Plot summary

The story opens with a brief fourth-person account of the funeral of Emily Grierson, an elderly Southern woman whose funeral is the obligation of the town. It then proceeds in a non-linear fashion to the narrator's recollections of Emily's archaic, and increasingly strange, behavior throughout the years. Emily is a member of a family of the antebellum Southern aristocracy. After the Civil War, the family falls into hard times. She and her father were the last two survivors of that branch of the family. Emily's father refused to allow her to marry. Her father dies when Emily was on the cusp of her 30th birthday, which takes her by surprise. For several days, she refuses to give up his corpse, insisting he is not dead. The townspeople write it off as her grieving process. They pity Emily for losing her father but also for his not having allowed her to marry. Emily depended heavily on her father, believing he would never leave her; he was all she had.

After her father's death, the only person seen moving about Emily's home is Tobe, a black man serving as Emily's butler. He is frequently seen entering and exiting the house for groceries. Although the reclusive Emily did not have a strong relationship with the town, she opened her home to give art lessons to local children, doing so out of need for an income. She taught until she was 40. With the acceptance of her father's death Emily somewhat revives, even changing the style of her hair, and becomes friendly with Homer Barron, a laborer from the North who comes to town shortly after Mr. Grierson's death. The connection surprises some of the community while others are glad she is taking an interest. However, it is stated that Homer "liked men, and it was known that he drank with younger men at the Elks' Club — that he was not a marrying man", which draws attention to Homer's sexuality but it is inconclusive if he was homosexual or had more interest in drinking and carousing than he did in marrying Emily. Emily buys arsenic from the town's druggist. When the druggist says the law requires him to ask customers why they want poisons Emily refuses to disclose it; the druggist chalks it up to a rat infestation in her home. Some townspeople are convinced that she will use it to poison herself. Emily's distant cousins are called into town by the minister's wife to supervise Miss Emily and Homer Barron. Emily is seen in town buying wedding presents for Homer, including a monogrammed toilet set. Homer leaves town for some time reputedly to give Emily a chance to get rid of her cousins, and returns three days later after the cousins have left. After he is observed entering Miss Emily's home one evening, Homer is never seen again, leading the townsfolk to believe he ran off.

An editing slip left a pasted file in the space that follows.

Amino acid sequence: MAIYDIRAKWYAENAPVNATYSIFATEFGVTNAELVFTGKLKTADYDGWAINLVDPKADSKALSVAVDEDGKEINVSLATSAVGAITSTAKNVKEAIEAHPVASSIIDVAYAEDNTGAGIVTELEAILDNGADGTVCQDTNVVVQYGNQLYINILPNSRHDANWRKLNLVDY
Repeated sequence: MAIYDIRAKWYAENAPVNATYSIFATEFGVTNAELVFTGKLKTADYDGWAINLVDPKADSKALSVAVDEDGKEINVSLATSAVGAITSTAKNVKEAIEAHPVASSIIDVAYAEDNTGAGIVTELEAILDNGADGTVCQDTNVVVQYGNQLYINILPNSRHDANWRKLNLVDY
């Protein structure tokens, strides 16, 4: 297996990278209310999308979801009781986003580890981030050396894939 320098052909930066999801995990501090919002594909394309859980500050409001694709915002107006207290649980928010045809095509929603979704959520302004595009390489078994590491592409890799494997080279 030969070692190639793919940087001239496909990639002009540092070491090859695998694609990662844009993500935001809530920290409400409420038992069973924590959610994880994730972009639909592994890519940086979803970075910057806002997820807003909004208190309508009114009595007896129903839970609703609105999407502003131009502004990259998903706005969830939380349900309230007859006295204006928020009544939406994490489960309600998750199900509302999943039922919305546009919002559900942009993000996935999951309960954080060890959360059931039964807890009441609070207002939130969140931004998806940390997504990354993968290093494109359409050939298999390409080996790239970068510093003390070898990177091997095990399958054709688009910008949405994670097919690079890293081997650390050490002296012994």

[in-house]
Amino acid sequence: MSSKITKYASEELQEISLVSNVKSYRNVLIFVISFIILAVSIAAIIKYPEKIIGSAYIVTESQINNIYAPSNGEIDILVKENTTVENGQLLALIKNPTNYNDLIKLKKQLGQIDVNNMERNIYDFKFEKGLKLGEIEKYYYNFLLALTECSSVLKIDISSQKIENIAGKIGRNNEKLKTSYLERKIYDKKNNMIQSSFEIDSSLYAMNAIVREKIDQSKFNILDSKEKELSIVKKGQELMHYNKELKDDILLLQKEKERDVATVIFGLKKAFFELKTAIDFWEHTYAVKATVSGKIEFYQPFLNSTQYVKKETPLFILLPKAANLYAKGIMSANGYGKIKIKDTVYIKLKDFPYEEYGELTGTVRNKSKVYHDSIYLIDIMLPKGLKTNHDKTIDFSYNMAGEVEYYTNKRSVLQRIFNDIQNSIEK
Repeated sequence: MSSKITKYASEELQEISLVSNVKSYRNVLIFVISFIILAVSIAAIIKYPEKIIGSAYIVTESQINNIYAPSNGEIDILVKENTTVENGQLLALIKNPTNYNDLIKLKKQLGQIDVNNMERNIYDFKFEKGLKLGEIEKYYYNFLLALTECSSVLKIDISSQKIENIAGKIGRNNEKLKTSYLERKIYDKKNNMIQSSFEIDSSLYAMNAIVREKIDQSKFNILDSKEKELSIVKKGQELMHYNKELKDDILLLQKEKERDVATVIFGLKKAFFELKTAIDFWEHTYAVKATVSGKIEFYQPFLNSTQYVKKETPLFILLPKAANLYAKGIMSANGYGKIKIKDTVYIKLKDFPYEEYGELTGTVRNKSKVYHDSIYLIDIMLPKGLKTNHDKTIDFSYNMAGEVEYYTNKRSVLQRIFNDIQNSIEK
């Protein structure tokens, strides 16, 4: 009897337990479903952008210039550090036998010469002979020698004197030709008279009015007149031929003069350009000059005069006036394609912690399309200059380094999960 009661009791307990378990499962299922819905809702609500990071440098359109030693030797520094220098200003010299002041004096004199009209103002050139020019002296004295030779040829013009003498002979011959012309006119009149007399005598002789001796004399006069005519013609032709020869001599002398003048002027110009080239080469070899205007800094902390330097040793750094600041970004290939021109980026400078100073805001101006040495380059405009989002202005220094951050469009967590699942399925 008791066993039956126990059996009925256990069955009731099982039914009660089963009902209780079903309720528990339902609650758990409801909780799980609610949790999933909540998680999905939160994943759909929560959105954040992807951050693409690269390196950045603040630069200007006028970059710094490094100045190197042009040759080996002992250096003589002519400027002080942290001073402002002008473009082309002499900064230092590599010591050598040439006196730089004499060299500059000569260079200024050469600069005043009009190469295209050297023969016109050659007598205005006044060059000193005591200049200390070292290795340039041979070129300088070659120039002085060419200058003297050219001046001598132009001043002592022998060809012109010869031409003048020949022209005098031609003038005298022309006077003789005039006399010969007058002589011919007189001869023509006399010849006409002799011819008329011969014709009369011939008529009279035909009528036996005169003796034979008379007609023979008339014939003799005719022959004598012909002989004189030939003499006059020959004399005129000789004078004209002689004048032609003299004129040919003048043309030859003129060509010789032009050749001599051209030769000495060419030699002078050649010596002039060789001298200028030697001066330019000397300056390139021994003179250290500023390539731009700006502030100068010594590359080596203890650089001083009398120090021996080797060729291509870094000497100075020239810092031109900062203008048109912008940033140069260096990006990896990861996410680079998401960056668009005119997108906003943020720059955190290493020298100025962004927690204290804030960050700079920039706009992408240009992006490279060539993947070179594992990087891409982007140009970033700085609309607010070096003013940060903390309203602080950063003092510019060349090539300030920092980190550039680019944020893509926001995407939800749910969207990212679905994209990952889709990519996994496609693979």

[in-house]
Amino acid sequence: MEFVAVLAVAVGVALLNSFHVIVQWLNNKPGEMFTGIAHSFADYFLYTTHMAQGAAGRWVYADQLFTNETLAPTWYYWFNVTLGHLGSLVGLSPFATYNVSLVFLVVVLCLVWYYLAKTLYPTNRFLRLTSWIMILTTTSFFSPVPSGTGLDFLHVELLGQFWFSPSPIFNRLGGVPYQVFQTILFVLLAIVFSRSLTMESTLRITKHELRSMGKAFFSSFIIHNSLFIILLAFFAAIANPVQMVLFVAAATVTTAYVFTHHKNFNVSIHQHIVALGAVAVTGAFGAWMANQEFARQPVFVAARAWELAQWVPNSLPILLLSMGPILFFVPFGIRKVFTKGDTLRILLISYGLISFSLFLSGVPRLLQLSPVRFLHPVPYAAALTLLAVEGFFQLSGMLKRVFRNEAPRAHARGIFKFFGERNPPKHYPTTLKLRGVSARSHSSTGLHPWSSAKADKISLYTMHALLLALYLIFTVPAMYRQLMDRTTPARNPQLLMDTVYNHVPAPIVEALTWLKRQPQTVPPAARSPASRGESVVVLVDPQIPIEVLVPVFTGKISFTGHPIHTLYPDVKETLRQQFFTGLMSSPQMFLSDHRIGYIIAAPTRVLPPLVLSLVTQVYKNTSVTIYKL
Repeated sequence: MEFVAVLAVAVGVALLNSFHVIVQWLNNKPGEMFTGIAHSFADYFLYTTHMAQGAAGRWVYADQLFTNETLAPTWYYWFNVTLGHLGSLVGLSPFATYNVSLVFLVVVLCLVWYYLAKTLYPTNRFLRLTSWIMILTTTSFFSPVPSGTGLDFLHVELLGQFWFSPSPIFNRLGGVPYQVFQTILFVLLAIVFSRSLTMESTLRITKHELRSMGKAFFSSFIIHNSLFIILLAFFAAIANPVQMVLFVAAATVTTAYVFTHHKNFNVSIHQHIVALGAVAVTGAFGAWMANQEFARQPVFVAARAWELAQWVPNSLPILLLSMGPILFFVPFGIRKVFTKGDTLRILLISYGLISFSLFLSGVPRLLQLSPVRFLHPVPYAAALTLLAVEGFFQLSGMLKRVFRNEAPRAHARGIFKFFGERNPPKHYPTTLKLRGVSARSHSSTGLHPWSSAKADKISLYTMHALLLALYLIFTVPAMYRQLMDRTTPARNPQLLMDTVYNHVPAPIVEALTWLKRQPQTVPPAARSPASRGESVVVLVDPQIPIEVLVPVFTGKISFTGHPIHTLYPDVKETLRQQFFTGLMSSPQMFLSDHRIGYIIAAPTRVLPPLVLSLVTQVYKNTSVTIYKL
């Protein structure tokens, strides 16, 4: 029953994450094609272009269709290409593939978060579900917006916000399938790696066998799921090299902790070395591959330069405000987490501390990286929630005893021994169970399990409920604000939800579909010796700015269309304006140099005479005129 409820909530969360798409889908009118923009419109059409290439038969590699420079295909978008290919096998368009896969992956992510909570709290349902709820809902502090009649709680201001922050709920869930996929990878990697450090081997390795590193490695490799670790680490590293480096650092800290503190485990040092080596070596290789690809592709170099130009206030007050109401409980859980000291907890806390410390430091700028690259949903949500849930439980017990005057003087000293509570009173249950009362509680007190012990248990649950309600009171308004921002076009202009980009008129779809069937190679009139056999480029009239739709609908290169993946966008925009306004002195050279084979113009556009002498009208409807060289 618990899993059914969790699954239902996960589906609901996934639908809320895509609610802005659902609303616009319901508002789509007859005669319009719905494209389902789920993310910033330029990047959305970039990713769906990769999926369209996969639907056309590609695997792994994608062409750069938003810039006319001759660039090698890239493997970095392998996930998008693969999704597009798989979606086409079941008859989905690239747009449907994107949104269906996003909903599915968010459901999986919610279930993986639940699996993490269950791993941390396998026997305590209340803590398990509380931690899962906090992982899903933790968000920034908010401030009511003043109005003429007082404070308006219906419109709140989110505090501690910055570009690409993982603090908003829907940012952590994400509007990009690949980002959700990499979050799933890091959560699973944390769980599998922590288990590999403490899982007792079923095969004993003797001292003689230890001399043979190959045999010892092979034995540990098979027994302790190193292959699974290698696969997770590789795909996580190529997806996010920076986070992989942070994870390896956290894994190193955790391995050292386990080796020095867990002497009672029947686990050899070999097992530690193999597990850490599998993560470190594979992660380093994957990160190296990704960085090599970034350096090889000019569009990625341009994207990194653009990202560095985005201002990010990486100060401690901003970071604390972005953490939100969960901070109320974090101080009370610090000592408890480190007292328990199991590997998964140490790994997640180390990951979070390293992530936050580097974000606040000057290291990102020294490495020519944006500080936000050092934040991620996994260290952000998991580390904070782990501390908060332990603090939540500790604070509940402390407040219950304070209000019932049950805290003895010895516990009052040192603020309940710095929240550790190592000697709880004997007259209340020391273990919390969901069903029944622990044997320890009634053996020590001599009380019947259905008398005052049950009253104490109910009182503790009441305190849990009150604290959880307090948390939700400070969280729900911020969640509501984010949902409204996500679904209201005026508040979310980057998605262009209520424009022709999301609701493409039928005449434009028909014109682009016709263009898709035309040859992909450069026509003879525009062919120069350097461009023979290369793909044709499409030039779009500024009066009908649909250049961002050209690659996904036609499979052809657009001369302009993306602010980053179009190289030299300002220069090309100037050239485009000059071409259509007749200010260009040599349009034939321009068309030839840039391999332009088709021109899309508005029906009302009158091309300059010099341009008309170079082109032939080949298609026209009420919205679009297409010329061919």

Despite these turnabouts in her social status, Emily continues to behave mysteriously as she had before her father died. Her reputation is such that the city council finds itself unable to confront her about a strong smell that has begun to emanate from the house. They believed Tobe was unable to maintain the house and something was rotting. Instead, the council decides to send men to her house under the cover of darkness to sprinkle lime around the house, after which the smell dissipates. The mayor of the town, Colonel Sartoris, makes a gentleman's agreement to overlook her taxes as an act of charity, though it is done under a pretense of repayment towards her father, to assuage Emily's pride after her father's death. Years later, a new generation has come to power in the county. Having no ties to Colonel Sartoris or Mr. Grierson, they approach Emily about being subject to taxation. Emily insists on maintaining this informal arrangement, flatly denying she owes any taxes, stating "I have no taxes in Jefferson."[4] After this, the council declines to press the issue due to her obduracy. Emily has become a recluse: she is never seen outside of the house, and only rarely accepts people into it. The community eventually comes to view her as a "hereditary obligation" on the town, who must be humored and tolerated.

The funeral is a large affair: Emily had become an institution, so her death sparks a great deal of curiosity about her reclusive nature and what remains of her house. After she is buried, a group of townsfolk enters her house to see what remains of her life there. Tobe walked out of the house and was never seen again, giving the townspeople access to Miss Emily's home. The door to her upstairs bedroom is locked. Some of the townsfolk break down the door to see what has been hidden for so long. Inside, among the gifts that Emily had bought for Homer, lies the decomposed corpse of Homer Barron on the bed. On the pillow beside him is the indentation of a head and a single strand of gray hair, indicating that Emily had slept with Homer's corpse. The house is an indicator revealing how Emily struggled to keep everything the same, in a frozen time period, avoiding change.

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